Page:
Sophie Parkes-Nield – An Introduction

With Eliza Carthy at the Goathland Plough Stots in January 2011.

My fondest memory of my teenage years was the afternoon we were chased by hobby horses. It was a Saturday afternoon and me and my four friends were hanging around in our local town centre, as teenagers are wont to do, and the hobby horses – I remember one with a horn, more like a hobby cow than a horse, that moaned as you neared it, and another head to toe in tatters – saw us as fair game. ‘If one of those things comes near me…’ one of us said, and that was it. The hobby horses took flight and we barrelled into a nearby toyshop to hide. We cowered behind a stack of boxed Sylvanian Families. They were still waiting for us when we crept out, leading to another chase and this time, a chippy for safety. The staff were not amused and told us to leave.

As I grew older, I realised that this memory was perhaps not the most common of memories. And Banbury, my Oxfordshire hometown, not the most normal of places. When I reached university in Manchester, no one else in my halls had spent their formative years in a folk club listening to unaccompanied singers murdering ‘First Time Ever I Saw Your Face’ or wet April days drinking on the green as the village’s Morris men leapt about the tarmac. I understood that I had been given a glimpse of the England, the Britain, that not everyone has the opportunity to experience.

Playing fiddle in the procession behind the rushcart at Littleborough rushbearing

I became fascinated by calendar customs and living traditions, and the music and lore at their heart. As I was researching my first book, Wayward Daughter, the official biography of folk music legend, Eliza Carthy, I was lucky enough to experience the Goathland Plough Stots’ day in North Yorkshire, and my experience of the Saddleworth Rushcart was one of the reasons why I fell in love with the area and moved there with my husband in 2015. Meeting collector, documentarian and archivist, Doc Rowe, also had a big impact. I was fortunate to visit his collection in Whitby as I worked on the marketing and communications for Lore and the Living Archive an exhibition of original artworks produced in response to Doc’s enormous collection of material relating to all kinds of customs. There, I found evidence and ephemera of the customs I hadn’t yet visited – and seeing garlanded figures on horseback and men wearing ancient antlers, touching the burrs that dig in to the skin of the Burry Man, hearing recordings of the tunes that accompany the customs year in, year out only deepened my fascination.

I wondered how I could incorporate calendar customs into my fiction. In my first novel, my ‘practice’ YA novel (read: seen by no-one but my computer hard drive) I had my New Age traveller characters hold a summer solstice ritual. In my second practice novel, a time-travelling historical MG novel (and you wonder why it wasn’t picked up?), my protagonist is processed through the streets as May Queen – treacherous in the harsh light of the puritanical regime. And in my current novel, currently being red-penned by my agent (thank the lord!), my protagonists bravely participate in the Whit Walks beneath their dissenting Methodist banner.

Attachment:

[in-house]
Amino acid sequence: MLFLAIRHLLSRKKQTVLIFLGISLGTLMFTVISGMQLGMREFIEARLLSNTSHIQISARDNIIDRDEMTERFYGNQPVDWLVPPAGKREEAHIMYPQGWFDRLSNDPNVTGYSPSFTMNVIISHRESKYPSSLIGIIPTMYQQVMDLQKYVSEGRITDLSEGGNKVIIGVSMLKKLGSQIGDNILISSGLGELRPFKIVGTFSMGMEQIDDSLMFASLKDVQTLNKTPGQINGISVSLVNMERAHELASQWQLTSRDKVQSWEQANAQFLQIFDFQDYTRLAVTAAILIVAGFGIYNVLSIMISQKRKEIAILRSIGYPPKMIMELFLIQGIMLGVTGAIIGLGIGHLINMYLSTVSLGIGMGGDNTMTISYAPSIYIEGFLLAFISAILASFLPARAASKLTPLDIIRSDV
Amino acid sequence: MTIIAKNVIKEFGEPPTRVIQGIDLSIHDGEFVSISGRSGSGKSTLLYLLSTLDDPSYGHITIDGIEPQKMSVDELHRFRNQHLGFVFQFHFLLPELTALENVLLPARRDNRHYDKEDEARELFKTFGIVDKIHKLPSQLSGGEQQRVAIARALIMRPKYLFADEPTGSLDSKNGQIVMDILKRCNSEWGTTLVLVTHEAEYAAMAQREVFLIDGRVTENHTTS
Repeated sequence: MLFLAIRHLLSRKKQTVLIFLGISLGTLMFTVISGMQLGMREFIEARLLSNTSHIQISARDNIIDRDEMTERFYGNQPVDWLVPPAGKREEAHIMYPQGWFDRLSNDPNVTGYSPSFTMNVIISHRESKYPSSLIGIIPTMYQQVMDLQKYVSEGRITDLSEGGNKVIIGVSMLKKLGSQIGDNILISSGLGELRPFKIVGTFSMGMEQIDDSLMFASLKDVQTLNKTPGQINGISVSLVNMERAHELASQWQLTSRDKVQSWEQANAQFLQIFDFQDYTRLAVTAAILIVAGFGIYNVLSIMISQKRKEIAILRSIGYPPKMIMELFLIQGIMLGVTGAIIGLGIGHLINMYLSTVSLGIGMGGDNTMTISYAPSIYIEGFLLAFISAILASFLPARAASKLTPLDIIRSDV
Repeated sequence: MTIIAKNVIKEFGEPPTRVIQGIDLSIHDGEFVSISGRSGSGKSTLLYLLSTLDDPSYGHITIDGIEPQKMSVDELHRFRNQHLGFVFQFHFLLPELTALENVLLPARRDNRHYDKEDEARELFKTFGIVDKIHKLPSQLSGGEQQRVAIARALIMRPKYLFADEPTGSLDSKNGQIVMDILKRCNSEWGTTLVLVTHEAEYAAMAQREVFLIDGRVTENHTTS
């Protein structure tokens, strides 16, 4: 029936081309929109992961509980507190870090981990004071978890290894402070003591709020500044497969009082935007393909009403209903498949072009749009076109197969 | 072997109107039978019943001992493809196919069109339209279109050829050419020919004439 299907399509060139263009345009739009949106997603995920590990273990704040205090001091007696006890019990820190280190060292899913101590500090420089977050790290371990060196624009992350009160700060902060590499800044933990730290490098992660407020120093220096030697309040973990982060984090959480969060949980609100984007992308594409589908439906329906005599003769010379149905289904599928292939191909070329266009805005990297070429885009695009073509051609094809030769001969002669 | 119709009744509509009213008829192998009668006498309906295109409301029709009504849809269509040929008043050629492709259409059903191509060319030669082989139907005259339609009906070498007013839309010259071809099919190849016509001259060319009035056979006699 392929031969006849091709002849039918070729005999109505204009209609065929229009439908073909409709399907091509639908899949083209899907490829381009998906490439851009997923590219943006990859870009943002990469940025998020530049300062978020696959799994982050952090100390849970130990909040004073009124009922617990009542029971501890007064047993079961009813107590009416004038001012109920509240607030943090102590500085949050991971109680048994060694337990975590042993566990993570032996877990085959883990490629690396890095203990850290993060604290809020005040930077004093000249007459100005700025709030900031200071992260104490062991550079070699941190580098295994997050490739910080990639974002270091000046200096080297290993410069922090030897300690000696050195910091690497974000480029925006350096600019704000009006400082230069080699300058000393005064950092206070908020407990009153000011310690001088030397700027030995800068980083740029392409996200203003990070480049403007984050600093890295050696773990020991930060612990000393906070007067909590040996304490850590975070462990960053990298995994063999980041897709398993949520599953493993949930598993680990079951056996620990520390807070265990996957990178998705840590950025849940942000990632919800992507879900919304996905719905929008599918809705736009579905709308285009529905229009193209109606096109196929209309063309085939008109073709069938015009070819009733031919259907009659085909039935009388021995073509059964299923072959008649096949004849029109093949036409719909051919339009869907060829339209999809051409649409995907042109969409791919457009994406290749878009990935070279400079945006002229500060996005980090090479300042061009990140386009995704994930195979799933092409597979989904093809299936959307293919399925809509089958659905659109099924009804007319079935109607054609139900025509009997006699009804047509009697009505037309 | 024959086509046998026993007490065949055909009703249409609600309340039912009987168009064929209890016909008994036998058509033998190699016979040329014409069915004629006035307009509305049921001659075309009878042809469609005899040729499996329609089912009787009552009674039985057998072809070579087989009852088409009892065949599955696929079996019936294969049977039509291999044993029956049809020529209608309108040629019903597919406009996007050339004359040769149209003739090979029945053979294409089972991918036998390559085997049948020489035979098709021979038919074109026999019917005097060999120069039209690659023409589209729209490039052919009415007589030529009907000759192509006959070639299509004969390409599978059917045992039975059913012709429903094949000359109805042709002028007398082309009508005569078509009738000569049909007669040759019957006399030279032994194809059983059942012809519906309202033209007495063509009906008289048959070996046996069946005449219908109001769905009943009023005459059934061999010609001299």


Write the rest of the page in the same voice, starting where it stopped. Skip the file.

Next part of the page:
Customs, I found, were not only fascinating to write; they helped me as a writer. Calendar customs enabled me to bring a fictional environment alive (what is this place that does this thing?); explored a character’s personality (why does this person participate, and how?); signal to the reader what time of year it is, what type of society this is… and, of course, it adds a little wyrd to proceedings, making possible the impossible, the world turned upside down. A boon to the writer of fiction.

And, at the Centre for Contemporary Legend, I have been granted a PhD studentship to develop this further. I will be working on a practice-led project to write a novel with a custom at its heart. No, more than that: with a custom as its spine, its backbone. I will be visiting British calendar customs to see how they can be (successfully) rendered in fiction, interviewing the real-life custodians of these customs and other members of the community that might be, let’s say, a little less enthusiastic about the strange occurrence that happens each year on their doorstep, and critiquing the customs that appear in other writers’ fiction.

This is a dream opportunity for me: the chance to devote myself fully to a writing project which have been previously side-lined to evenings and weekends, but also to join a fantastic academic community with mouthwatering ambitions of which I cannot wait to play a small part. I have so much to learn, and I can’t wait to get stuck in.

And if you come across a calendar custom in a novel, a short story or a poem, please let me know! Tweet me @sophparkes. I look forward to hearing from you!

Sophie Parkes-Nield